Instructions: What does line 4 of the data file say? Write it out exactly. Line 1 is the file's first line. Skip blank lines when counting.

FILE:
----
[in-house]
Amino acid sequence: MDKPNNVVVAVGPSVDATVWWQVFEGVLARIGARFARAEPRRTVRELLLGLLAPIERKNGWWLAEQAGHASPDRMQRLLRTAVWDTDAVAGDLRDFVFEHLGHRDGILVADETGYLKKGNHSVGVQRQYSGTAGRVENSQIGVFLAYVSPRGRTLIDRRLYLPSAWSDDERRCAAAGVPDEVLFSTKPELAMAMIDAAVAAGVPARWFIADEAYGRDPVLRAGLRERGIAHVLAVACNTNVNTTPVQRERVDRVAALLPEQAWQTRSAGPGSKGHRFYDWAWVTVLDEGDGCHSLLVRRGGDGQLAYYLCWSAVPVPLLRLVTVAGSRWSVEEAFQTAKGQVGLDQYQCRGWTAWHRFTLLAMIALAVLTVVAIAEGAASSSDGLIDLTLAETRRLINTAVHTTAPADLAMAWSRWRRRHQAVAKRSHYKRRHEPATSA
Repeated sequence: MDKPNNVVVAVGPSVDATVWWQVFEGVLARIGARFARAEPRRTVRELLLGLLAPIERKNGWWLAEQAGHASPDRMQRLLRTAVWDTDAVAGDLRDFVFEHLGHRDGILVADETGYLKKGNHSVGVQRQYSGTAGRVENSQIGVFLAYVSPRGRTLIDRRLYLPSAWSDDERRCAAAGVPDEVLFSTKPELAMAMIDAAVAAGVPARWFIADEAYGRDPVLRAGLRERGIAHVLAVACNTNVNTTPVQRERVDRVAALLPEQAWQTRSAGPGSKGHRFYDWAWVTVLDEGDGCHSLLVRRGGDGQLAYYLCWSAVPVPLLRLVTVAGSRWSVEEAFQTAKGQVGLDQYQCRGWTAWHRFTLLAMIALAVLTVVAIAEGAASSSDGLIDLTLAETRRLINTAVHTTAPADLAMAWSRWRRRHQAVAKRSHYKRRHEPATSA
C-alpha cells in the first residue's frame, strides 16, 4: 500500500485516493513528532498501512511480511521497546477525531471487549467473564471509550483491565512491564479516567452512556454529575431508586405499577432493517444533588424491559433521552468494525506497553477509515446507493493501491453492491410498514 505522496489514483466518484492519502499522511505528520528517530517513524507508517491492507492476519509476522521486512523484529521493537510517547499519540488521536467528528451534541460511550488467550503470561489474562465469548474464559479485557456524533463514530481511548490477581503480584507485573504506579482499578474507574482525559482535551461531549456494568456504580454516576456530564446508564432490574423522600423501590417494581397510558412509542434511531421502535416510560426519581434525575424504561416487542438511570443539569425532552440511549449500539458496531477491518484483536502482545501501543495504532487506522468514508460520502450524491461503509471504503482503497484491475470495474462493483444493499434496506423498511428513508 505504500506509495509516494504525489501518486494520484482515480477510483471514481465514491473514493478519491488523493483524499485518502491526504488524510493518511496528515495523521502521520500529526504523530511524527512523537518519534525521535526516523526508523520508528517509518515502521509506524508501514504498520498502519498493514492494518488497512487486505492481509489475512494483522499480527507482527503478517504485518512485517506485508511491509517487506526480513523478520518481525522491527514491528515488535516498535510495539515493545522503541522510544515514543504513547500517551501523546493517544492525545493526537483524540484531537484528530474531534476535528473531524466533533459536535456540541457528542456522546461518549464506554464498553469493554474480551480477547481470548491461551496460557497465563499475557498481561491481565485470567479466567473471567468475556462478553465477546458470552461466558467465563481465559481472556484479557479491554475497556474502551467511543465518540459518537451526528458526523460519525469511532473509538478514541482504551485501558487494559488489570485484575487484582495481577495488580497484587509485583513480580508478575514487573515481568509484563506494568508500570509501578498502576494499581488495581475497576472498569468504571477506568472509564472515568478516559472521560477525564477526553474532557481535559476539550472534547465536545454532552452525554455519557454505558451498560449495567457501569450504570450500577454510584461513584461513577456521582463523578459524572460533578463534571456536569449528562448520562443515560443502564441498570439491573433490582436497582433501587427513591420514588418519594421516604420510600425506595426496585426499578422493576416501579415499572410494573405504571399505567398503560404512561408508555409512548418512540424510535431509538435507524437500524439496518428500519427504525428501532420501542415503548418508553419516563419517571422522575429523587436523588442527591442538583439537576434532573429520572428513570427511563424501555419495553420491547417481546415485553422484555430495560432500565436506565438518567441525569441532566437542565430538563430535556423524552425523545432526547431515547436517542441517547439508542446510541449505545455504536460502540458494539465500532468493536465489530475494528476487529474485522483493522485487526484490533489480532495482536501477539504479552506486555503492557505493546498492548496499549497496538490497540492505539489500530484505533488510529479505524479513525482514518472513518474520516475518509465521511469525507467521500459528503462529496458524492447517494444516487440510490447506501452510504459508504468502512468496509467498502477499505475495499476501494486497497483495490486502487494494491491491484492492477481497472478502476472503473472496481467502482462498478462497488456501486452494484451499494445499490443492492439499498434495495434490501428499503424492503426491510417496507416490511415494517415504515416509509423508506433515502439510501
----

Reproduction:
C-alpha cells in the first residue's frame, strides 16, 4: 500500500485516493513528532498501512511480511521497546477525531471487549467473564471509550483491565512491564479516567452512556454529575431508586405499577432493517444533588424491559433521552468494525506497553477509515446507493493501491453492491410498514 505522496489514483466518484492519502499522511505528520528517530517513524507508517491492507492476519509476522521486512523484529521493537510517547499519540488521536467528528451534541460511550488467550503470561489474562465469548474464559479485557456524533463514530481511548490477581503480584507485573504506579482499578474507574482525559482535551461531549456494568456504580454516576456530564446508564432490574423522600423501590417494581397510558412509542434511531421502535416510560426519581434525575424504561416487542438511570443539569425532552440511549449500539458496531477491518484483536502482545501501543495504532487506522468514508460520502450524491461503509471504503482503497484491475470495474462493483444493499434496506423498511428513508 505504500506509495509516494504525489501518486494520484482515480477510483471514481465514491473514493478519491488523493483524499485518502491526504488524510493518511496528515495523521502521520500529526504523530511524527512523537518519534525521535526516523526508523520508528517509518515502521509506524508501514504498520498502519498493514492494518488497512487486505492481509489475512494483522499480527507482527503478517504485518512485517506485508511491509517487506526480513523478520518481525522491527514491528515488535516498535510495539515493545522503541522510544515514543504513547500517551501523546493517544492525545493526537483524540484531537484528530474531534476535528473531524466533533459536535456540541457528542456522546461518549464506554464498553469493554474480551480477547481470548491461551496460557497465563499475557498481561491481565485470567479466567473471567468475556462478553465477546458470552461466558467465563481465559481472556484479557479491554475497556474502551467511543465518540459518537451526528458526523460519525469511532473509538478514541482504551485501558487494559488489570485484575487484582495481577495488580497484587509485583513480580508478575514487573515481568509484563506494568508500570509501578498502576494499581488495581475497576472498569468504571477506568472509564472515568478516559472521560477525564477526553474532557481535559476539550472534547465536545454532552452525554455519557454505558451498560449495567457501569450504570450500577454510584461513584461513577456521582463523578459524572460533578463534571456536569449528562448520562443515560443502564441498570439491573433490582436497582433501587427513591420514588418519594421516604420510600425506595426496585426499578422493576416501579415499572410494573405504571399505567398503560404512561408508555409512548418512540424510535431509538435507524437500524439496518428500519427504525428501532420501542415503548418508553419516563419517571422522575429523587436523588442527591442538583439537576434532573429520572428513570427511563424501555419495553420491547417481546415485553422484555430495560432500565436506565438518567441525569441532566437542565430538563430535556423524552425523545432526547431515547436517542441517547439508542446510541449505545455504536460502540458494539465500532468493536465489530475494528476487529474485522483493522485487526484490533489480532495482536501477539504479552506486555503492557505493546498492548496499549497496538490497540492505539489500530484505533488510529479505524479513525482514518472513518474520516475518509465521511469525507467521500459528503462529496458524492447517494444516487440510490447506501452510504459508504468502512468496509467498502477499505475495499476501494486497497483495490486502487494494491491491484492492477481497472478502476472503473472496481467502482462498478462497488456501486452494484451499494445499490443492492439499498434495495434490501428499503424492503426491510417496507416490511415494517415504515416509509423508506433515502439510501